How Journey Restored My Faith In Gamers

by Kyle Hilliard on Apr 08, 2012 at 10:11 PM

Over the last few weeks I have found myself slightly embarrassed to be a video game fan, due more or less entirely to the controversy surrounding Mass Effect 3. First, entitled fans began demanding that the ending of Mass Effect 3 be changed. If Roger Ebert had found out about that, (he didn’t, did he?) he would have had a field day at the expense of our favorite medium of storytelling. I can just imagine his blog explaining why demanding the ending be changed for what is considered to be one of gaming’s most interesting narratives, proves that video games are just a consumer product and not a creative means to tell a story. And I would be compelled to agree with him.

Second, was the poll run by Consumerist, where Electronic Arts won the honor of being considered the worst company in America. The gamers mentioned above rallied to deliver a message to the Internet saying that they think a company that makes video games is worse than a debatably corrupt bank.  A company that make those super fun things we’re all obsessed with, is worse than a bank that has the legal right to remove you from your home. Great job guys. You really showed them. We gamers clearly have our priorities in order.

I was feeling disheartened, but then I started playing Journey.

I played through the game in one beautiful sitting, but the thing that restored my faith in gamers, was during the second playthrough that I began immediately after finishing my first.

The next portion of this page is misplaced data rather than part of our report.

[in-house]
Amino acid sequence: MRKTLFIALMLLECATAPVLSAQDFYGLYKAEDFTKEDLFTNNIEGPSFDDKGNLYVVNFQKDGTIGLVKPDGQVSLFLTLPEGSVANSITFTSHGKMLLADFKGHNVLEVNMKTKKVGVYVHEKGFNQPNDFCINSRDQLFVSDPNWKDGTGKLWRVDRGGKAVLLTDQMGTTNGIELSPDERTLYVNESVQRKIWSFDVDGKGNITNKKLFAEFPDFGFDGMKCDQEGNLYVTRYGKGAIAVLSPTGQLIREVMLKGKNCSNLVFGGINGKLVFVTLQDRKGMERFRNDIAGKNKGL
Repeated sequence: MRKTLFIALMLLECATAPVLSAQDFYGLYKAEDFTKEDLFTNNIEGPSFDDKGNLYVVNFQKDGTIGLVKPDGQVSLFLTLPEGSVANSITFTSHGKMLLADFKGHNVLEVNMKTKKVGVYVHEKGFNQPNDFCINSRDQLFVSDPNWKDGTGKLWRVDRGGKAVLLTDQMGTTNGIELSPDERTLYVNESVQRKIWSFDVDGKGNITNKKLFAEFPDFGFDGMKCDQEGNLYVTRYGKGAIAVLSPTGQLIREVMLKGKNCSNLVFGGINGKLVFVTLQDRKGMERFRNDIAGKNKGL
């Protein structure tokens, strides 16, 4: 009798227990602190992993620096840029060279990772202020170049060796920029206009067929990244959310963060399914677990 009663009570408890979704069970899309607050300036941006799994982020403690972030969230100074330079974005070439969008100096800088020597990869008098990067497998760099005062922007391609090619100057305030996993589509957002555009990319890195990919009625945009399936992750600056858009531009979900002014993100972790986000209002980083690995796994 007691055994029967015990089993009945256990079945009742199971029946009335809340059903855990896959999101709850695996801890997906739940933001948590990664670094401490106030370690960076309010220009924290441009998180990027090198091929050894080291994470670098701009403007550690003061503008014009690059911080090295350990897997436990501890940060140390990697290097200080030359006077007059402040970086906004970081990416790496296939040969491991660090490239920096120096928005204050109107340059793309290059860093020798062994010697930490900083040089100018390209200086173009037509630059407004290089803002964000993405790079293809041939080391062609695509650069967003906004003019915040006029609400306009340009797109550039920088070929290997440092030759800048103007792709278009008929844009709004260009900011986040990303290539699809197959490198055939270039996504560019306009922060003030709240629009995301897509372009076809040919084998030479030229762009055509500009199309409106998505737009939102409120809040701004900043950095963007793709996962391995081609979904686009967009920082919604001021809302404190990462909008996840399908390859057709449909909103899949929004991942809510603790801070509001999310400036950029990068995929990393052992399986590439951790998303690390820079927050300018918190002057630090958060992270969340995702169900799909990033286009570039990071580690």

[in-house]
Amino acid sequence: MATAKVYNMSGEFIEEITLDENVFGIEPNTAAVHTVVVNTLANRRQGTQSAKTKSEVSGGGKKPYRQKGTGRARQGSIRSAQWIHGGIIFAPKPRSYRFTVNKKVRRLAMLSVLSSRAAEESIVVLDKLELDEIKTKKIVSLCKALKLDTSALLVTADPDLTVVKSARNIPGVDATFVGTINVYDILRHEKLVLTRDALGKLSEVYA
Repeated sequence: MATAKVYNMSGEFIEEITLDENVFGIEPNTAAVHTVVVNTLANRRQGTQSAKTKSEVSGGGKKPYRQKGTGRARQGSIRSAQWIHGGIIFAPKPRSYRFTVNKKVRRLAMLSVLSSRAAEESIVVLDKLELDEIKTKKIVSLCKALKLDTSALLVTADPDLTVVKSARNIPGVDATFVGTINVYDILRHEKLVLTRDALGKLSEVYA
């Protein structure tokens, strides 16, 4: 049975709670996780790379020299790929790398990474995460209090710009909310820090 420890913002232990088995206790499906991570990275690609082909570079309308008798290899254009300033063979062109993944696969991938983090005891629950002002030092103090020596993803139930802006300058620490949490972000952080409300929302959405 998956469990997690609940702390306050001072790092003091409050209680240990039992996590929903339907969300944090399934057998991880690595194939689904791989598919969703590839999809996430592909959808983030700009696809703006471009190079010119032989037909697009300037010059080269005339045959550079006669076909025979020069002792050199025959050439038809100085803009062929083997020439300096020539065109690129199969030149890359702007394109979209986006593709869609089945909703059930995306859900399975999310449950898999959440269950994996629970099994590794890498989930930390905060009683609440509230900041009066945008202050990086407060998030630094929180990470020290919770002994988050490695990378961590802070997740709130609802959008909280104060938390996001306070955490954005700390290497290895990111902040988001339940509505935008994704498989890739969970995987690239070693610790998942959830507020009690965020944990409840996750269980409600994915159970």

The following contains Journey spoilers, so tread lightly.

I was re-exploring the tower area that leads into the snowy mountain with another player. I was trying to grab a few of the Trophies I missed on the first run through, one of which was to meditate with another player for 20 seconds. I sat on the ground, they stood next to me for a moment, and then they sat down next to me while we quietly waited for the Trophy to pop. I think they may have known what I was trying to do, and I was appreciative of their silent help.

We continued moving up the tower, activating the magical sand that allows you to swim through the air. We made it all the way to the top, when my mysterious partner started sending out their alert to grab my attention. He waited until I walked up to him, and he jumped into the floating sand. I decided to join him. We dropped for what felt like two or three minutes when they started to head towards a seemingly random section of the tower. I followed, and contained inside was one of the creatures from thatgamecompany’s previous title, Flow. I got the sense that this stranger just wanted show me something cool, which is exactly what they did. There was no benefit for them. There is a Trophy for uncovering the, “mysterious creature,” as it is coined in the game, but they didn’t need me there to get it. And if they knew exactly where it was, I would guess that they already had the Trophy.

The whole experience, in an odd way, restored my faith in fans of video games. I’m still embarrassed by the gamers out there fighting the wrong fight against the psychosomatic tyranny of Electronic Arts and Bioware and their awesome game, but my experience in Journey reminded me that the Mass Effect 3 ending fighters make up a small percentage of the gaming culture, and that the majority of gamers are just awesome people who want to show me cool hidden stuff in games like Journey.